By Linda Bordoni
One very vulnerable group of workers highlighted by the coronavirus emergency is that of migrant farmworkers, especially seasonal undocumented migrant workers, who have no socio-economic protection or legal rights.
Their plight is particularly dramatic during the current Covid-19 emergency as most, fearing repatriation, remain undetected and live in unsanitary conditions that are dangerous for themselves and society at large.
Caritas Europa and its member organisations have repeatedly denounced the exploitation of migrant workers and are calling on states to ensure that their rights are respected, that they are provided with decent working conditions, and granted immediate legal papers to remain in Europe.
And, as Leila Bodeux, Policy Officer at Caritas Europa explains, the pandemic is also impacting food supply chains throughout Europe, underscoring how acutely the EU’s agricultural system depends on migrant workers as vast amounts of fruits and vegetables are at risk of being left unpicked.
Bodeux said that the Covid-19 crisis has shown to what extent we rely on migrant labourers to work in the fields and collect the harvests. In fact, due to Covid-19 protection measures and to travel restrictions, several European countries are facing severe agricultural produce loss because of the lack of seasonal workers and the farming sector is struggling.
“This is one of the problems that has been highlighted in many countries. For example, in France there is the need for 200,000 seasonal workers in the next 3 months,” she noted.
Next to that, Bodeux continued, “there is a pool of undocumented migrants who have been living and working in countries like Italy, or Spain for many years, working in the fields and being exploited there.”
These are very vulnerable people, she explained, who can't work because of Covid related measures and one of the things Caritas Europa is asking is that they be granted the legal status to be able to work, within a regulated system and in decent conditions, because at the moment, although they are key to our economies, they are undeclared workers falling through the cracks.
“Some of them are legal migrants, but many of them are illegal migrants coming from countries in Africa; they are used to work in a kind of ‘invisible’ way, but now, because of Covid-19, they are afraid of being apprehended by the police because they are unable to respect the physical distancing measures, and so they are hiding in very horrible shantytowns,” she said.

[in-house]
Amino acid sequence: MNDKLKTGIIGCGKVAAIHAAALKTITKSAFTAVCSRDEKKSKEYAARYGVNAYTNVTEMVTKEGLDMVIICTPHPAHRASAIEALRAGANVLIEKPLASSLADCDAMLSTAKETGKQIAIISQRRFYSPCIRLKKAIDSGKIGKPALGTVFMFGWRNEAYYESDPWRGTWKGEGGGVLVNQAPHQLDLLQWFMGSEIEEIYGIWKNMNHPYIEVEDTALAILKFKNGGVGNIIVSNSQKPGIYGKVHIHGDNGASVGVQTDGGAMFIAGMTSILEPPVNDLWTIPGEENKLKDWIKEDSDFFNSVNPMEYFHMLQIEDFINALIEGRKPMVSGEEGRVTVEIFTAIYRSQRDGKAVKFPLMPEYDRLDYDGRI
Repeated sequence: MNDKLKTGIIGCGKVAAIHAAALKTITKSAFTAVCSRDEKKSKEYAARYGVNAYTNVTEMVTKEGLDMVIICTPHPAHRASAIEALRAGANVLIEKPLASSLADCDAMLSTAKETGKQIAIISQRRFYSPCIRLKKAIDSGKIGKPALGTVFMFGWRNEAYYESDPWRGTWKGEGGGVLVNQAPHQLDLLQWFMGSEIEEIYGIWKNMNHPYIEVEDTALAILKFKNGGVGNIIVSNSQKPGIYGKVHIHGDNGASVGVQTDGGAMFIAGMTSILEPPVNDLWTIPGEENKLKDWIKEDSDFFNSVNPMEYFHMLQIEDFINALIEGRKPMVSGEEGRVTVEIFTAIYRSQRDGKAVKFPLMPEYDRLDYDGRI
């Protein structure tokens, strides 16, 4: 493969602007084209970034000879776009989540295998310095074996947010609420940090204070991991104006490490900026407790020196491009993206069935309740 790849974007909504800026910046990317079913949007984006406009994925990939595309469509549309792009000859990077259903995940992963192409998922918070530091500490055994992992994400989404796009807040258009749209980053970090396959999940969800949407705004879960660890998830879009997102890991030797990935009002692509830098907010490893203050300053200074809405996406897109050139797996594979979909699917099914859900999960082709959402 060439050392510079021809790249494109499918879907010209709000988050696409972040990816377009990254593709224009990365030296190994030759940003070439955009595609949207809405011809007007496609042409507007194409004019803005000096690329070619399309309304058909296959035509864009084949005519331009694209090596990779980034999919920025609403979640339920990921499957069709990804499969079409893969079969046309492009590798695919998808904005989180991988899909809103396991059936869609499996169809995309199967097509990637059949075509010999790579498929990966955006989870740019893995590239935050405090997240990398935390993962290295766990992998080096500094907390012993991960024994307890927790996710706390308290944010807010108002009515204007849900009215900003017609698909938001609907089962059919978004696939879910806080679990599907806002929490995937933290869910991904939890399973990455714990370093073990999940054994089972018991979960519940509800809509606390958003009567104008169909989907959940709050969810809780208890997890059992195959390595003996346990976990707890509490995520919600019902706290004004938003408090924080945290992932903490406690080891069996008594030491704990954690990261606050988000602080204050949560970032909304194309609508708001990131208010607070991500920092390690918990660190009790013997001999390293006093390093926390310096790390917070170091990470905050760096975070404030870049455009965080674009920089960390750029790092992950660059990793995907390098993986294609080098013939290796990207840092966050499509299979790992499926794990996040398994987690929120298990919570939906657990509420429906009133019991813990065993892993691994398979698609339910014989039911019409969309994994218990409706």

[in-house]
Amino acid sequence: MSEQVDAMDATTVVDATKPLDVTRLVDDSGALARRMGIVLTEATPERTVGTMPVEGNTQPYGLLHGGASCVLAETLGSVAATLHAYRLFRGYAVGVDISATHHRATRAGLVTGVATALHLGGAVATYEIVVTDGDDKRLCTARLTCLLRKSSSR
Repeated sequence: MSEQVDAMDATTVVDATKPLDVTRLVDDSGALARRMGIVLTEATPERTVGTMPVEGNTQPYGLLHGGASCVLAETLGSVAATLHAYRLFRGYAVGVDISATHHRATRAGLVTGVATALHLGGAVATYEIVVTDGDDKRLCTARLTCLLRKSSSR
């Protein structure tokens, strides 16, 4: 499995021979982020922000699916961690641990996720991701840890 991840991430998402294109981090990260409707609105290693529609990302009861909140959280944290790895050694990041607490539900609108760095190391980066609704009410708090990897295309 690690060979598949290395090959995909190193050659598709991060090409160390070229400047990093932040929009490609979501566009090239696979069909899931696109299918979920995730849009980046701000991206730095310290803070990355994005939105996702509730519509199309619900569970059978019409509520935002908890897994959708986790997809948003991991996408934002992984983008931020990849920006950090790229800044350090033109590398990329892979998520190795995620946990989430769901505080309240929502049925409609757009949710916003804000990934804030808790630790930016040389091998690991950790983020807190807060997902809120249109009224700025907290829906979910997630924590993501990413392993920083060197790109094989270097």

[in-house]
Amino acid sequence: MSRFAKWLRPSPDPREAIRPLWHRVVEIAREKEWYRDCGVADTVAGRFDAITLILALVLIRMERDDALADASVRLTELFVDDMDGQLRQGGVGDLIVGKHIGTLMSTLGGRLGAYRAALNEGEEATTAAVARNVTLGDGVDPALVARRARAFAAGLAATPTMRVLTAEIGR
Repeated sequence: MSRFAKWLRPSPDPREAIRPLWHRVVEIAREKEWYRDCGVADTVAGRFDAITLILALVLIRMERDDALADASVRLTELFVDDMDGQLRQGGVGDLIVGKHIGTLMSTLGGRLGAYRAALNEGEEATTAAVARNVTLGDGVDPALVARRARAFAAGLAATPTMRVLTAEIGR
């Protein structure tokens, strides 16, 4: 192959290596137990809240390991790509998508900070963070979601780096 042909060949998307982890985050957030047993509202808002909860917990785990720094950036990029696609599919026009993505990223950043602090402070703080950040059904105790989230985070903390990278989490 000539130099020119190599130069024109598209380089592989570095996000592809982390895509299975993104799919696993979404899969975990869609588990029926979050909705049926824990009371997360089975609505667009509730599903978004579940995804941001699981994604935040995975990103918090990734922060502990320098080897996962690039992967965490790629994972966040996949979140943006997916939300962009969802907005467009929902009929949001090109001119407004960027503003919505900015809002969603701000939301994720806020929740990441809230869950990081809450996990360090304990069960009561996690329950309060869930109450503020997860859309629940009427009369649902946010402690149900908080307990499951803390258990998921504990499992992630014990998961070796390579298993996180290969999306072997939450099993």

What’s more, Bodeux added, travel restrictions have added to the shortage of seasonal workforce, coming from countries like Romania.
A multi-faceted problem
It’s a multi-faceted problem, she said, on one hand, the workers themselves have no rights and no protection, on the other, the agricultural sector is suffering because of a lack of workforce, and our societies feel the effects because produce is not getting picked and distributed to our shops.
Caritas Europa calling for bold and permanent measures
Bodeux explained that the issues related to regularization of labour belong to the realm of individual national states “because they have the legal capacity” that is needed, so it is to them that Caritas Europa is directing its message.
But, she said, “it is also a Pan-European issue with systematic problems, so we are not calling just on Italy or Spain, but on different countries facing similar problems to start looking at regularization possibilities.”
“We have the good example of Portugal that has granted temporary citizen rights to immigrants and asylum seekers until 1 July; this is a temporary measure, it is welcome, but we would like to have bolder and more permanent measures,” she said.
A win-win solution
Another important aspect to be considered, she said, is the fact that the regularization of people who have been working for many years and contributing to our economies, would have far-reaching positive effects.
“One thing the Covid-19 crisis has made evident is how migrants, undocumented or legal, contribute positively to our lives, to our economy, to our food system”, Bodeux concluded, and if they were able to work legally and contribute to our tax systems and therefore finance our welfare systems, it would be a win-win solution for all.